Giving Thanks for Thanksgiving

Giving Thanks for Thanksgiving

by Jake Hall

published in Family Matters eNewsletter, 11/20/14

Thanksgiving is both a Christian practice and a holiday. I love Thanksgiving—the turkey, the family gatherings, the parade. It is a great day that happens once a year that requires planning, hospitality and love.

Good Ole Poncho

Good Ole Poncho

by Cass DuCharme

published in Family Matters eNewsletter, 11/13/14

Poncho, our church’s Live Nativity donkey, died last week. He was 50 years old! Poncho had been in our nativity for the past 15 Christmases. One year, he even starred in the show and told the story himself about the angels, shepherds, Mary, Joseph, the baby Jesus, and the Wisemen. Well, he did have a little help from Jeff Browne, of course.

Telling God's Story

Telling God's Story

by Jake Hall

published in Family Matters eNewsletter, 11/6/14

NANOWRIMO, the term sounds technological. Like the name of a new iPod. It sounds like a word from another language. It is not. Na-No-Wri-Mo is an acronym that stands for National Novel Writing Month. For years, want-to-be-novelists have accepted the challenge of crafting their own stories. Truth be told, every year I have a fleeting impulse to dive in myself.  The competition provides the necessary provocation for aspiring amateurs or hardened professionals to finish their projects or try something new. All work on the quick-written and often quick-witted novels must begin on November 1. A complete draft must be completed by 11:59 p.m. on November 30. That is, 50,000 words in thirty days. For some of you, telling your own story, even in print, is more than you can handle and the idea of a daily word count might be downright terrifying.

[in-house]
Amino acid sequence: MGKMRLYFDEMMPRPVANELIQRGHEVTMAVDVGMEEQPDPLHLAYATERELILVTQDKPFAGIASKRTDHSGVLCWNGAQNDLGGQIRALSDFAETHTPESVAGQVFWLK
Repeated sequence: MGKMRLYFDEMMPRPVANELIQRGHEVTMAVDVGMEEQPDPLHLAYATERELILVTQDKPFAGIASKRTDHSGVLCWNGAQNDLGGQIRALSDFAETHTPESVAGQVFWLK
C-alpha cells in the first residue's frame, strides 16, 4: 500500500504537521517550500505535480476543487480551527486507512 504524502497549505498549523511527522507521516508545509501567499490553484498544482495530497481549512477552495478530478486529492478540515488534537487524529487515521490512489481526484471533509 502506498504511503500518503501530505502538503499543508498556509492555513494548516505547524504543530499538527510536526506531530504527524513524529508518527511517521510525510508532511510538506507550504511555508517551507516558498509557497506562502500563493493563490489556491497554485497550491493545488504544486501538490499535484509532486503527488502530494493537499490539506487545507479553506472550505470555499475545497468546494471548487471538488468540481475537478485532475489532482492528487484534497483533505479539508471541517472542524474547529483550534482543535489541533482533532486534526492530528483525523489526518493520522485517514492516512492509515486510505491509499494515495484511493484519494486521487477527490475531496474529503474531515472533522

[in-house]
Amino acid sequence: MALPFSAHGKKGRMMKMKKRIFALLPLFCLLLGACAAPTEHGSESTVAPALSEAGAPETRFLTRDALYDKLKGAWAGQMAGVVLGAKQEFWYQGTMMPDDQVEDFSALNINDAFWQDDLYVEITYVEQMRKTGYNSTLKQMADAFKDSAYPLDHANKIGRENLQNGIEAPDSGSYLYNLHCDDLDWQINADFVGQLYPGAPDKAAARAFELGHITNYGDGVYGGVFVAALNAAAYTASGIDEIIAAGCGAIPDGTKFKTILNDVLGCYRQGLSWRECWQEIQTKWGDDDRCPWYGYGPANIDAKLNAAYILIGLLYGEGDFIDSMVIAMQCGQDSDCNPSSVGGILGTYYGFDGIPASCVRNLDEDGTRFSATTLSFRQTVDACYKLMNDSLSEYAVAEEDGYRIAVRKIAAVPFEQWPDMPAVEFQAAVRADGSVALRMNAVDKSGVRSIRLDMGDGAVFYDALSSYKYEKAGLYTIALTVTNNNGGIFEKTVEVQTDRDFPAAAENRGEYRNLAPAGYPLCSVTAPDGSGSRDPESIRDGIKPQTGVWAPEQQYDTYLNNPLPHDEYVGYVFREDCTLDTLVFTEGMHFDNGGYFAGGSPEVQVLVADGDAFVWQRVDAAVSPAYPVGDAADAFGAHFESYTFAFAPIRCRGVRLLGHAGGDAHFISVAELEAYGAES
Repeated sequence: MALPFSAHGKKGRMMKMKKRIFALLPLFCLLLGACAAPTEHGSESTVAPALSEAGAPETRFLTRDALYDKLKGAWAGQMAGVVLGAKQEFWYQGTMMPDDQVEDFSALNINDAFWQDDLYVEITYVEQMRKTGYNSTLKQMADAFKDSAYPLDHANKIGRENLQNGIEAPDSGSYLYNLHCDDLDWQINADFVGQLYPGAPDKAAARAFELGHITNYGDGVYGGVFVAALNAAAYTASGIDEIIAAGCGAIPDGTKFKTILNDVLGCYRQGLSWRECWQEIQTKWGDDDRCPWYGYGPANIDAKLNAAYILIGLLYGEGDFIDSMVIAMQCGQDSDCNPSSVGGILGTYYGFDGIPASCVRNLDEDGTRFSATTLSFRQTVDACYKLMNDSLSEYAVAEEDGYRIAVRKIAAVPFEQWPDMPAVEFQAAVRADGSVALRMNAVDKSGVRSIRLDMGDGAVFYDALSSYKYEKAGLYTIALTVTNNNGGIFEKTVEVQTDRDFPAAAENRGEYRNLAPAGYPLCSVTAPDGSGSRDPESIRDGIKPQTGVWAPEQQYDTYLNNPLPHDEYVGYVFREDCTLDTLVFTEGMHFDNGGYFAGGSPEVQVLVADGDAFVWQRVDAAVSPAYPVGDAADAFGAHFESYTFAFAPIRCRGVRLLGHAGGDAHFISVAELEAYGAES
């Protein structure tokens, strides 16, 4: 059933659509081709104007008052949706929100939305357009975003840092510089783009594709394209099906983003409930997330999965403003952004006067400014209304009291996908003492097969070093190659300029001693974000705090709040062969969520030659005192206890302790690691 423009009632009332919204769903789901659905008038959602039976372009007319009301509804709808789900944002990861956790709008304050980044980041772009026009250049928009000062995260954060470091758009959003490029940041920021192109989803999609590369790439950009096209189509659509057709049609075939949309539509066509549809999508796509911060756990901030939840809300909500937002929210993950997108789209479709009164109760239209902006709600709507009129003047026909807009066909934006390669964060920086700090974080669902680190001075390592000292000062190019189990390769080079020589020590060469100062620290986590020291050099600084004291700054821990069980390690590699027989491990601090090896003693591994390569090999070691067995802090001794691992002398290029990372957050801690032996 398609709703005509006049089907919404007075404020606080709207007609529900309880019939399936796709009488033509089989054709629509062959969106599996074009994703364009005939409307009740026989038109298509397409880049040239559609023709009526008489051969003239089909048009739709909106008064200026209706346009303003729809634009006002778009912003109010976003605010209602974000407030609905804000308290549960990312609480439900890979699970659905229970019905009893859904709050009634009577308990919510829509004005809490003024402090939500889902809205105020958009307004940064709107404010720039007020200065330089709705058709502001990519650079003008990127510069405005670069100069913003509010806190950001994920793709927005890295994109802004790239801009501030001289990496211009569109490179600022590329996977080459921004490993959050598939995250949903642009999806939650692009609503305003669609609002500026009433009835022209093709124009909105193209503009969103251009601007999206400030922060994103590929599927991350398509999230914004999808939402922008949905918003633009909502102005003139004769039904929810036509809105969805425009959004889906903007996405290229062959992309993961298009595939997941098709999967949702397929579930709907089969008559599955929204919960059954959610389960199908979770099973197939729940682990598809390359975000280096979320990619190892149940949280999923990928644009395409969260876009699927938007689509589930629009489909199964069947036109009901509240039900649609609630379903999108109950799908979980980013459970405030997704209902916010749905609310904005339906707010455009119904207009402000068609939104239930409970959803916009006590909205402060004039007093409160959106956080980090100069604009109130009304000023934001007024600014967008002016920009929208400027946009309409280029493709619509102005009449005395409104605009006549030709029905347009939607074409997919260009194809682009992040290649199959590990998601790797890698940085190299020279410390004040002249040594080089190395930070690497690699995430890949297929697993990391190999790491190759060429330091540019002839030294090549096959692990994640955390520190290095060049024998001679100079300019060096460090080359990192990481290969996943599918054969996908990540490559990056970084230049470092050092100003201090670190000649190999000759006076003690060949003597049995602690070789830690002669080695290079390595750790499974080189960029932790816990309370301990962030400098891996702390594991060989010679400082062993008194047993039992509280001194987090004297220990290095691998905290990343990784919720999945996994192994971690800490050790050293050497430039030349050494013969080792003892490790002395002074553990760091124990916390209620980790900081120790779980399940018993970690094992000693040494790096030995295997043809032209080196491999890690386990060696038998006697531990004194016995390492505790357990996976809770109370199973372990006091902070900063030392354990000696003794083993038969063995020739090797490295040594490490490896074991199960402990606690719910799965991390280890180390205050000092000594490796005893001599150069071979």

Saints and Sinners

Saints and Sinners

by Jake Hall

published in Family Matters eNewsletter, 10/30/14